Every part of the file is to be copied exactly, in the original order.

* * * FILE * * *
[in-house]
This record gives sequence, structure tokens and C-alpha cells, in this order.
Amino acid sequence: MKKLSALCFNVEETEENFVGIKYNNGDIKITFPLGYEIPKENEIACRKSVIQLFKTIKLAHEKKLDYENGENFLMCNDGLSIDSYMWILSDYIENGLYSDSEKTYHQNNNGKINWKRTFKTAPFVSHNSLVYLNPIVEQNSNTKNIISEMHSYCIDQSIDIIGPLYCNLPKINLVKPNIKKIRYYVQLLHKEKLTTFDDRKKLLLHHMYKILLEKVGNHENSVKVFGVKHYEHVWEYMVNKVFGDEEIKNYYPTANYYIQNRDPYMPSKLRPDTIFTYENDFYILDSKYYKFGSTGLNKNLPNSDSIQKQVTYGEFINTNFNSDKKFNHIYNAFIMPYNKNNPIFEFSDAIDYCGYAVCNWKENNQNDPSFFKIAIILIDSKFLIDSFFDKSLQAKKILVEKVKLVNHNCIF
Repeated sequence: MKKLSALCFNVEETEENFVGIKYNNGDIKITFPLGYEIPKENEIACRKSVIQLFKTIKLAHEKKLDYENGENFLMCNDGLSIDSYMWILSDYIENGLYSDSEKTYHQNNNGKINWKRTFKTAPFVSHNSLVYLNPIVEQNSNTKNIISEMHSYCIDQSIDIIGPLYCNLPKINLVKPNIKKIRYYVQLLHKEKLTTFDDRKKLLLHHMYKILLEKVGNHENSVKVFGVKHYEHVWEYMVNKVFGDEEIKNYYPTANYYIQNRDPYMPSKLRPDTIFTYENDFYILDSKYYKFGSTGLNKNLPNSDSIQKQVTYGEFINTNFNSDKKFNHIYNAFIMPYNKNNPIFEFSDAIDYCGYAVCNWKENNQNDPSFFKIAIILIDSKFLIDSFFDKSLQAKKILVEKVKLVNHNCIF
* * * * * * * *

[in-house]
This record gives sequence, structure tokens and C-alpha cells, in this order.
Amino acid sequence: MKKLSALCFNVEETEENFVGIKYNNGDIKITFPLGYEIPKENEIACRKSVIQLFKTIKLAHEKKLDYENGENFLMCNDGLSIDSYMWILSDYIENGLYSDSEKTYHQNNNGKINWKRTFKTAPFVSHNSLVYLNPIVEQNSNTKNIISEMHSYCIDQSIDIIGPLYCNLPKINLVKPNIKKIRYYVQLLHKEKLTTFDDRKKLLLHHMYKILLEKVGNHENSVKVFGVKHYEHVWEYMVNKVFGDEEIKNYYPTANYYIQNRDPYMPSKLRPDTIFTYENDFYILDSKYYKFGSTGLNKNLPNSDSIQKQVTYGEFINTNFNSDKKFNHIYNAFIMPYNKNNPIFEFSDAIDYCGYAVCNWKENNQNDPSFFKIAIILIDSKFLIDSFFDKSLQAKKILVEKVKLVNHNCIF
Repeated sequence: MKKLSALCFNVEETEENFVGIKYNNGDIKITFPLGYEIPKENEIACRKSVIQLFKTIKLAHEKKLDYENGENFLMCNDGLSIDSYMWILSDYIENGLYSDSEKTYHQNNNGKINWKRTFKTAPFVSHNSLVYLNPIVEQNSNTKNIISEMHSYCIDQSIDIIGPLYCNLPKINLVKPNIKKIRYYVQLLHKEKLTTFDDRKKLLLHHMYKILLEKVGNHENSVKVFGVKHYEHVWEYMVNKVFGDEEIKNYYPTANYYIQNRDPYMPSKLRPDTIFTYENDFYILDSKYYKFGSTGLNKNLPNSDSIQKQVTYGEFINTNFNSDKKFNHIYNAFIMPYNKNNPIFEFSDAIDYCGYAVCNWKENNQNDPSFFKIAIILIDSKFLIDSFFDKSLQAKKILVEKVKLVNHNCIF